Finding your dream home in today’s market is already hard enough. Add in the extra hoops that need to be jumped through when dealing with community associations, such as HOAs, and things can get downright discouraging for the first-time homebuyer. To make it easier for you, we’ve created a beginners guide to help you navigate the intricacies of purchasing and owning a home in a community association.
Keep reading to learn all you need to know about HOAs including what they are, why they exist, and the pros and cons of having an HOA:
An HOA, or homeowners association, is a type of community association that makes and enforces rules for the residents and homes of planned communities, subdivisions and condominium buildings. Homeowners associations are governed by a board of elected members of the community. If you purchase a home within an HOA, you will be automatically enrolled in it and required to pay monthly dues.
HOAs exist first and foremost to maintain property values and to increase them if possible. HOAs began as more and more people began living closer together and the actions of one person began to affect the property values of another. This is why you are unlikely to see untended yards, junk cars, or brightly-colored homes in modern subdivisions. Some HOAs are more restrictive than others and some even handle community amenities such as landscaping or pools.
Some communities require residents to pay money to two separate homeowners associations instead of the traditional single association. This generally happens in larger communities where there are subassociations that govern a small area of the community while a master association governs the subassociations. This is very similar to state governments and federal governments as subassociations are allowed to tailor rules and dues to their specific communities while master associations look after the entire community.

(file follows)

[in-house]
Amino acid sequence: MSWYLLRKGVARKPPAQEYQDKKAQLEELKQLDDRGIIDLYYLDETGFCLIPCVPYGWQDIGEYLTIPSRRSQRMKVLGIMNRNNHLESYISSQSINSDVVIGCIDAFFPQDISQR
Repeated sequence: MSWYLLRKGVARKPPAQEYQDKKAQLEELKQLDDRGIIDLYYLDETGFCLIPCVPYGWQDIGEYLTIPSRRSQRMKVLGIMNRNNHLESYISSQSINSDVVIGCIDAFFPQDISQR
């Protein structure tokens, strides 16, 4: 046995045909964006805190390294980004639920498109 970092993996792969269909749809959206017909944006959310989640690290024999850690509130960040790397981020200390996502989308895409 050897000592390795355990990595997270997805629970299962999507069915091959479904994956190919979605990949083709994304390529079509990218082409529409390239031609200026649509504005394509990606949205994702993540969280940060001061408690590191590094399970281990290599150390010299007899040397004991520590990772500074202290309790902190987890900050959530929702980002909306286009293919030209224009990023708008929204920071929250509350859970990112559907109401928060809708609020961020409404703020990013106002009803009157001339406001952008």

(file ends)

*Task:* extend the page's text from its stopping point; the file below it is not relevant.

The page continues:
HOA fees are a monthly fee charged to every resident of a community. They help pay for the general upkeep of common areas as well as any improvements and maintenance that needs to be done. Some of the areas that are usually taken care of with HOA fees include:
Yes. Everyone that owns a home or condominium that resides within a homeowners association must pay a monthly HOA fee. If you don’t pay your HOA fee on time, you will most likely be sent a letter explaining that you missed an HOA payment and be assessed a late fee when you do pay it. If you don’t pay the missed fee for 30 days, you may be assessed an additional late fee and have your access to community areas revoked. Eventually, if the fee remains unpaid, your HOA has the right to pursue legal action such as pursue a lawsuit against you or filing a lien against your property.
HOA fees are only tax deductible if the property is solely used as a rental property. This is because the IRS allows you to deduct the fees from your taxes as rental expenses. If the property is not solely used as a rental property, you cannot deduct your monthly HOA fees from your taxes.
Now that you have a good understanding of what HOAs are all about, let’s go over some of their pros and cons:
It’s important to know what an HOA is and if the home you are interested in purchasing is a part of one. Depending on what you are looking for in a home or a community, an HOA can either be a selling point or a drawback. If you’re looking for more of the manicured, picture-perfect suburban lifestyle, becoming part of an HOA is probably for you. For more information on master planned communities and HOAs, read our blog post on “The Advantages of Living in a Master Planned Community” or contact us directly.